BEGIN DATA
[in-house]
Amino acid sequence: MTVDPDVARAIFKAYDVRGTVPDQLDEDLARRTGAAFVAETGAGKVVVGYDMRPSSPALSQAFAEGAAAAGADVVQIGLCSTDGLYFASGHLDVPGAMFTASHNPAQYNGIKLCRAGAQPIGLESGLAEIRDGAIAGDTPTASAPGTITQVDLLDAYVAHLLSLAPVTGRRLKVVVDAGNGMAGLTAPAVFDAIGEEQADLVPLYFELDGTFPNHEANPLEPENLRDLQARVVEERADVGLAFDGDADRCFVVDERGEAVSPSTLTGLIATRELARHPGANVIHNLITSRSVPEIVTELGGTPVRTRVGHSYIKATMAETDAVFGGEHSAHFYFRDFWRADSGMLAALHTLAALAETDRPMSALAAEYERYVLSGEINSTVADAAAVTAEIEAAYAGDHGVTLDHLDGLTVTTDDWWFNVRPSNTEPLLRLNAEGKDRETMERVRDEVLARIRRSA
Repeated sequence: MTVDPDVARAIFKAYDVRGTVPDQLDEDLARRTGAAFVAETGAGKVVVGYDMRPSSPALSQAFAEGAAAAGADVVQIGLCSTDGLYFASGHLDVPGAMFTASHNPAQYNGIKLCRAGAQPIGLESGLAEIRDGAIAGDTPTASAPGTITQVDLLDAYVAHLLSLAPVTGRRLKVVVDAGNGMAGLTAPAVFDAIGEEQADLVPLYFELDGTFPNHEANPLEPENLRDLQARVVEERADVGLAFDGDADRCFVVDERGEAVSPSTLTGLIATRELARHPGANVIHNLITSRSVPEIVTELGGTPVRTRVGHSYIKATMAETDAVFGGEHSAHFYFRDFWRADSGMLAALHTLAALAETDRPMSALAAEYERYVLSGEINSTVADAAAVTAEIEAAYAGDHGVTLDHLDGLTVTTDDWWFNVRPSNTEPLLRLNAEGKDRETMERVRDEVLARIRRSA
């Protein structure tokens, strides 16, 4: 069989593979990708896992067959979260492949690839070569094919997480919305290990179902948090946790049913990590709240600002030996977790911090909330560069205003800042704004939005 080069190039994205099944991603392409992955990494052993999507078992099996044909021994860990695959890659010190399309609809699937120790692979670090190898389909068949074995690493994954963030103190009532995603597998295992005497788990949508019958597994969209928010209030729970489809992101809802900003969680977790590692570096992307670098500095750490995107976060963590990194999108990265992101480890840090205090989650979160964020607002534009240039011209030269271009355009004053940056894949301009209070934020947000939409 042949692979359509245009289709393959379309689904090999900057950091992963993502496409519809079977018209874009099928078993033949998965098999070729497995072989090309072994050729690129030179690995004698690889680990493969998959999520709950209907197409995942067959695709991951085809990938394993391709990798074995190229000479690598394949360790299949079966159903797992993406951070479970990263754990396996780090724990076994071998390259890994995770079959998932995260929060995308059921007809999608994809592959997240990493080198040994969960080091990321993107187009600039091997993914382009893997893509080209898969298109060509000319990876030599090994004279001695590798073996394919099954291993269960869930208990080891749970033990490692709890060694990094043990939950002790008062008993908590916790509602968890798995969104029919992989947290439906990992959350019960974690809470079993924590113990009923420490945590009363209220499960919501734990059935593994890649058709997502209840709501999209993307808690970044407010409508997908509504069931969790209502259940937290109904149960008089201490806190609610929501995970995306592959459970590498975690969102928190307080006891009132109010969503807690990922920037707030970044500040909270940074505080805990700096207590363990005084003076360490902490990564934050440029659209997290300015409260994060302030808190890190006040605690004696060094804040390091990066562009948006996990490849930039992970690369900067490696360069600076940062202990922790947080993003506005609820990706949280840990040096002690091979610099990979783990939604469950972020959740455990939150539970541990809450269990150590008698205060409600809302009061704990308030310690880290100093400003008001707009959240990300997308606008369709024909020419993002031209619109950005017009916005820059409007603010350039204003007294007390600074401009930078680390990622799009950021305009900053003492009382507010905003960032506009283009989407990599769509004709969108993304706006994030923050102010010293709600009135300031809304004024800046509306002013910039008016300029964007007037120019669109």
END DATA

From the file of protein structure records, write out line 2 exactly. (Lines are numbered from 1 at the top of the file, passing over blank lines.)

Amino acid sequence: MTVDPDVARAIFKAYDVRGTVPDQLDEDLARRTGAAFVAETGAGKVVVGYDMRPSSPALSQAFAEGAAAAGADVVQIGLCSTDGLYFASGHLDVPGAMFTASHNPAQYNGIKLCRAGAQPIGLESGLAEIRDGAIAGDTPTASAPGTITQVDLLDAYVAHLLSLAPVTGRRLKVVVDAGNGMAGLTAPAVFDAIGEEQADLVPLYFELDGTFPNHEANPLEPENLRDLQARVVEERADVGLAFDGDADRCFVVDERGEAVSPSTLTGLIATRELARHPGANVIHNLITSRSVPEIVTELGGTPVRTRVGHSYIKATMAETDAVFGGEHSAHFYFRDFWRADSGMLAALHTLAALAETDRPMSALAAEYERYVLSGEINSTVADAAAVTAEIEAAYAGDHGVTLDHLDGLTVTTDDWWFNVRPSNTEPLLRLNAEGKDRETMERVRDEVLARIRRSA